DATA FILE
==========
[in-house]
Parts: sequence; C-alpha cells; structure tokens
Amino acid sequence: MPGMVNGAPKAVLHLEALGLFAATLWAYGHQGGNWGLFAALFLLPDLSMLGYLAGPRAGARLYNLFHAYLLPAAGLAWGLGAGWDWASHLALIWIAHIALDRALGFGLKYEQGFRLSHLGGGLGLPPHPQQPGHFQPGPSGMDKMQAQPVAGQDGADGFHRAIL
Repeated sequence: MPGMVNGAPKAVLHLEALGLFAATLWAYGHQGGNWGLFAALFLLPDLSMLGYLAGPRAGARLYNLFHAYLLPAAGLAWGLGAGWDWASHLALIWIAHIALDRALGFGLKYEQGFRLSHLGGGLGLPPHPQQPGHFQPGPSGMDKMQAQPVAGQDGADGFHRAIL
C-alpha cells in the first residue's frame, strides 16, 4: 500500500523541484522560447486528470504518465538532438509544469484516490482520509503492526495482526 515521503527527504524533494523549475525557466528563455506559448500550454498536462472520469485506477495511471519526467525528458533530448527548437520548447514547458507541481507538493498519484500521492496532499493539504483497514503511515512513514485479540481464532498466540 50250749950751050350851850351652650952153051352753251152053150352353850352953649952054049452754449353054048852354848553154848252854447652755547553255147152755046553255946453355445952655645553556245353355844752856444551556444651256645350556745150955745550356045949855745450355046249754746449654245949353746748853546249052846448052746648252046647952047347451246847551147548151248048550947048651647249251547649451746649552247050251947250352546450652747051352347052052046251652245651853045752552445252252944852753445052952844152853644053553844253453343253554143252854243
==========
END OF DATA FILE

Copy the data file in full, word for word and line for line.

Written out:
[in-house]
Parts: sequence; C-alpha cells; structure tokens
Amino acid sequence: MPGMVNGAPKAVLHLEALGLFAATLWAYGHQGGNWGLFAALFLLPDLSMLGYLAGPRAGARLYNLFHAYLLPAAGLAWGLGAGWDWASHLALIWIAHIALDRALGFGLKYEQGFRLSHLGGGLGLPPHPQQPGHFQPGPSGMDKMQAQPVAGQDGADGFHRAIL
Repeated sequence: MPGMVNGAPKAVLHLEALGLFAATLWAYGHQGGNWGLFAALFLLPDLSMLGYLAGPRAGARLYNLFHAYLLPAAGLAWGLGAGWDWASHLALIWIAHIALDRALGFGLKYEQGFRLSHLGGGLGLPPHPQQPGHFQPGPSGMDKMQAQPVAGQDGADGFHRAIL
C-alpha cells in the first residue's frame, strides 16, 4: 500500500523541484522560447486528470504518465538532438509544469484516490482520509503492526495482526 515521503527527504524533494523549475525557466528563455506559448500550454498536462472520469485506477495511471519526467525528458533530448527548437520548447514547458507541481507538493498519484500521492496532499493539504483497514503511515512513514485479540481464532498466540 50250749950751050350851850351652650952153051352753251152053150352353850352953649952054049452754449353054048852354848553154848252854447652755547553255147152755046553255946453355445952655645553556245353355844752856444551556444651256645350556745150955745550356045949855745450355046249754746449654245949353746748853546249052846448052746648252046647952047347451246847551147548151248048550947048651647249251547649451746649552247050251947250352546450652747051352347052052046251652245651853045752552445252252944852753445052952844152853644053553844253453343253554143252854243